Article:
- Posted by Oliver Duncan
- On September 15, 2018
- 0 Comments
Nigeria’s current challenge to reduce carbon footprints is in dire straits because fossil fuel consumption is ever increasing as energy challenges grow. New jobs are needed, but the private sector needs to drive a low carbon growth to attain sustainable growth, centered on important climate targets, with information and communication technology as a strong driver for communication and innovation.
In fact, Nigeria’s Nationally Determined Contributions (NDC) – a country’s goals to reduce greenhouse gas emissions – borne out of the Paris Agreement, focuses on rapid growth sectors that can deliver double digits GDP growth with the right frameworks.
Creating jobs while tackling climate change
The truth is, with 69 million young people mostly unemployed, the spotlight must be on creating about 3.6 million jobs annually to reach the 40 million jobs needed by 2030.
Currently, Nigeria creates below 400,000, causing increased restiveness and an urge for economic and social migration, as the rate of unemployment significantly increases in comparison.
So agriculture, power and manufacturing, being the highest-impact climate change sectors, could potentially bridge these gaps and tackle youth migration, with reliable models. The skilled youth remains the key to achieve digital growth and agro-industrial transformation. Nigeria “has always imported petrol and diesel, despite its oil resources”
Nigeria ‘exporting what it needs’
It was mortifying to learn in June from the African Development Bank that Nigeria accumulated over $22 billion out of the $35 billion for all of Africa’s agro-based raw material imports in 2017 – because it used to be the largest exporter of agricultural produce like cocoa and palm oil.
It is evident that Nigeria has a history of importing what it can produce while exporting what it needs, considering it has always imported petrol and diesel, despite its oil resources. This has remained mind-boggling.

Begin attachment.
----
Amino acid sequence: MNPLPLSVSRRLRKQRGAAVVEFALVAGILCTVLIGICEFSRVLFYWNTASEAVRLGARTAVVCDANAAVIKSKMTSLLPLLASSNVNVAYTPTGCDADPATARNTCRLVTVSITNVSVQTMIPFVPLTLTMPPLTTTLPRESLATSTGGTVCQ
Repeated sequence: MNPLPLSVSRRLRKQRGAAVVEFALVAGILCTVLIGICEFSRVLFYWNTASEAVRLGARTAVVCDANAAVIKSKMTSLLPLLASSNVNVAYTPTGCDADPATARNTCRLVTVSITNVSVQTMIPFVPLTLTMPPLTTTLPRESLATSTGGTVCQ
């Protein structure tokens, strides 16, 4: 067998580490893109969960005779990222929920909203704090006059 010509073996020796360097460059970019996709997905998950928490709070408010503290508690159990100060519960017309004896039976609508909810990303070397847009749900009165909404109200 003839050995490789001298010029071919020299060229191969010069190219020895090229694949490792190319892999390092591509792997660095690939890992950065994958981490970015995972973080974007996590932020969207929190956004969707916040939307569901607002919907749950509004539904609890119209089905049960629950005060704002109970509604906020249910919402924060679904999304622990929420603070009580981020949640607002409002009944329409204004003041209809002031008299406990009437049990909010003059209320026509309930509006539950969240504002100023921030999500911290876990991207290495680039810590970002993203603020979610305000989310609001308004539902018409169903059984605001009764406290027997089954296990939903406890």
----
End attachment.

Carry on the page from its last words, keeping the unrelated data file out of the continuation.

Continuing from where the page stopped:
The Nigerian population growth rate of 2.2 percent is higher than its current GDP of less than 2 percent.
Due to fragmentation of enablers and drivers, businesses tend to collapse, or suffer revenue and job losses because they cannot sustain huge overheads for utilities like power, which adds more than 40 percent to 60 percent to costs of production.
A dent in Nigeria’s Paris Accord goals
I think that with the private sector’s knowledge of the NDC sectors’ operations and challenges must come financial clarity and access to expanding green financial mechanisms like the green climate funds.
However, the NDC does not clarify this, which limits any opportunity to develop coherent business models and dents Nigeria’s 2020 Paris Accord goals.
A low carbon focus is achievable as long as cost savings benefits are demonstrated.
For instance, the motorbike riders could save money on fuel costs if they were to switch to Liquefied Petroleum Gas (LPG), being the most ubiquitous means of transportation nationwide.
Traditional farming methods need to be made more eco-friendlier
Making agriculture greener
The NDC highlights agriculture (and other land use activities) as the sector with the highest-producing carbon footprints.
The traditional farming methods for rice cultivation emit a lot of methane. Reducing emissions from rice farming means harvesting a few weeks earlier, dry seeding and early field drainage to prevent build-up of methane gas in the paddies.
The cap-and-trade system used in California, USA, significantly reduces the amount of rice straws left to be decomposed in flooded fields.
When you know, you do better
I recently attended a workshop for the Third National Communication for Nigeria’s NDC, organized by the Federal Ministry of Environment and the UNDP, where elaborate comments were made on the structure and outreach of the NDC.
However, the lack of focus on digital solutions in re-defining communications and ensuring that information spreads exponentially was noteworthy.
In a country of over 180 million people with six geopolitical zones, adopting effective and innovative digital solutions not only increases penetration or amplifies production (e.g. through early climate warning signals), but also promotes development by bridging information gaps.
In a typical case of when you know better, you do better – from the market trader’s coal stove to gas flaring, carbon emissions in Nigeria remains the enlightened man’s issue.
Sylvia Nwoko is the Stakeholder Engagement and Communications Analyst on the Nigerian Economic Summit Group. She is currently on a sabbatical to work on Nigeria’s Nationally Determined Contributions (NDC).